What we brought- We both brought two complete outfits, and that’s it. One was our daytime outfit that we wore when hiking, and one was for camp and sleeping. After finishing hiking for the day, take off your hiking clothes, put them in a big, plastic trash bag and in your pack. The hiking outfit will be disgusting and nasty by the end, probably wet and mildewy, and it will suck putting it back on in the morning, but that’s OK. Once you’re on the trail for a few and get the blood pumping, you’ll be fine. This is THE most efficient way of packing for a trek, and it will be my method for any multi-day trek I take from here on out.
- One pair of zip-off, convertible hiking pants; one pair of lightweight hiking pants
- Two lightweight, moisture wicking t-shirts
- One long sleeve, lightweight, warm (made of wool), moisture wicking shirt
- One microfleece
- One lightweight, waterproof rain jacket (leave the poncho at home; the Patagonian wind will make a poncho its bitch)
- 2 pairs of underwear
- 3 pairs of socks (Smartwool or anything made of merino wool work best for hiking, in my opinion)
- One warm stocking hat and one pair of gloves
- One pair hiking shoes; one pair small, lightweight, comfy shoes for camp
- With the exception of underwear (she brought 5 pairs of underwear because hers are very small and lightweight), we brought pretty much the exact same things, only hers were female clothes.
As with anything having to do with Torres del Paine, you have options. The refugios all offer meals; breakfast, lunch, and dinner. So you could opt to eat some of your meals at the refugios. This will obviously save lots of weight in your pack, but it will be a huge hit on the wallet. We only ate one dinner at a refugio, and I have to say it was really, really nice and really good. If we had more money, we would taken advantage more.
TIP #7: Don’t bring too much of one thing. We brought tons of trail mix figuring we’d eat that as one or two meals a day. Nearly two years later, I have a tough time eating trail mix.
Refugio Meals: If on a tight budget and trying to decide, keep in mind you can also buy beer and/or wine at the refugios, which is really nice after a 10 hour hiking day. Here are the refugio meal prices:
- Breakfast- $11US/person
- Lunch- $14US/person (box lunch)
- Dinner- $18US/person
Camping Meals: If you can’t afford meals at the refugios, then you’re simply going to have to bring a stove, mess kit, and a lot of your own food. It’s sounds daunting, especially if you’ve never done this before, but it’s not as difficult as it sounds. Thankfully Puerto Natales has several great grocery stores and sections for trekking food. You can also rent a little stove and mess kit that will have everything you need. Erratic Rock rents any equipment that you may need. Here are their rates:
- Stove- $3.25
- Mess kit- $8.50 (will accommodate 3 people-bowls, plates, silverware, pot, pan)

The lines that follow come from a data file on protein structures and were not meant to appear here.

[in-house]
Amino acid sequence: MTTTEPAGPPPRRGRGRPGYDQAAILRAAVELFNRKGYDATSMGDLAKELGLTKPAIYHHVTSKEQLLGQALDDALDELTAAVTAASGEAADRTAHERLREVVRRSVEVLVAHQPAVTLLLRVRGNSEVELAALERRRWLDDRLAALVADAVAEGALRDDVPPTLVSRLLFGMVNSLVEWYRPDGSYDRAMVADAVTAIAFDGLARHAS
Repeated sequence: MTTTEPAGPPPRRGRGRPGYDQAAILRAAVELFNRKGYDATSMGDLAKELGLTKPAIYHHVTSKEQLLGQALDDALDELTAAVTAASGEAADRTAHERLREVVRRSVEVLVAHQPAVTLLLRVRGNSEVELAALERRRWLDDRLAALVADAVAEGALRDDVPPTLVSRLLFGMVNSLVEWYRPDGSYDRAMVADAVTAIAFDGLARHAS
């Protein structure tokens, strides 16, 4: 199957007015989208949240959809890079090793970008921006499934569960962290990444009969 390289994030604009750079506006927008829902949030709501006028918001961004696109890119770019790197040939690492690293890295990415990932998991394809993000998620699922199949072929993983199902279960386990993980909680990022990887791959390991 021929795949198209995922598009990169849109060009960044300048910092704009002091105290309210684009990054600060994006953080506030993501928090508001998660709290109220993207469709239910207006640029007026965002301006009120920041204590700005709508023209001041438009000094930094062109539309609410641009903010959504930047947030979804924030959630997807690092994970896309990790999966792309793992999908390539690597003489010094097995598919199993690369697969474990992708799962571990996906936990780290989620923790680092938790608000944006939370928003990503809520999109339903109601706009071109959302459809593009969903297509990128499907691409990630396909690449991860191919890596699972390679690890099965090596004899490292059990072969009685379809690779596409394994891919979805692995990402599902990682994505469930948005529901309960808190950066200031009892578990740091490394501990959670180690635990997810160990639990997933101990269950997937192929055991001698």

The food we brought: Counting the day we left and the day we returned, we were gone for 5 days. We needed eleven meals for the trail as we had breakfast at our hostel before leaving, lunch at the refugio before actually getting on the trail, and lunch the final day after finishing. I actually came across the menu we wrote out before we left (yes, we did write out a menu, and I suggest you do the same-you don’t want to bring too little or too much). Here is a sampling of things we ate for breakfast, lunch, dinner, and snacks:
- Breakfast: We had a combination of granola bars, instant soup, and oatmeal
- Lunch: We ate a sandwich the first day before we got on the trail. Then it was a combo of trail mix (made from lots of nuts, dried fruit, and chocolate) and granola bars. Quick and easy.
- Dinner: We ate a combination of instant soup and trail mix for dinner. We did eat one meal at a refugio, which was very, very good.
- Snacks: Trail mix, granola bars, and lots of chocolate and candy. This is one time you’re actually encouraged to eat sugar and lots of it
All these costs add up, so let’s break it down (all costs per person in US dollars).
- R/T Bus tickets from Puerto Natales to TDP- $33
- Mini shuttle from end of trek to park entrance- $5
- Catamaran across Lago Pehoe- $23 one way; $38 r/t (round trip not necessary unless hiking the full circuit and starting/ending at Lodge Paine Grande)
Entrance to the Park: $33
- Refugios- Range from $40-$58
- Camping- If at a refugio site, $7.25 just for the site
- Rental gear for refugio camping
- Tent (for two)- $15
- Sleeping Pad- $3
- Sleeping Bag- $9.50
- Rental gear for refugio camping
Gear Rental at Erratic Rock Hostel- The Erratic Rock also offers much more as far as gear, from waterproof pants and jackets to crampons to hiking shoes, so be sure to check out their rental page for all they have to offer.
- Tent- $5.25US for a 1 person tent; $6.25 for 2, $10.50 for 3
- Sleeping bag/pad- $6.25
- Stove- $3.25
- Mess Kit- $8.50
- Hiking Poles- $4.25
Food at Refugios
- Breakfast- $11
- Lunch- $14
- Dinner- $18
I’m pretty certain I have covered about everything you’d possibly need to know when preparing for a multi-day trek in Torres del Paine National Park. If not and you still have any questions, please comment below.
And stay tuned because the rest of the week will offer more on Torres del Paine, including a recap of our hike, the exact route we took, times it took, and how it impacted us (this was probably the most difficult hike either of us had done to that point). Of course, there will be tons of pictures as well, so don’t forget to check back!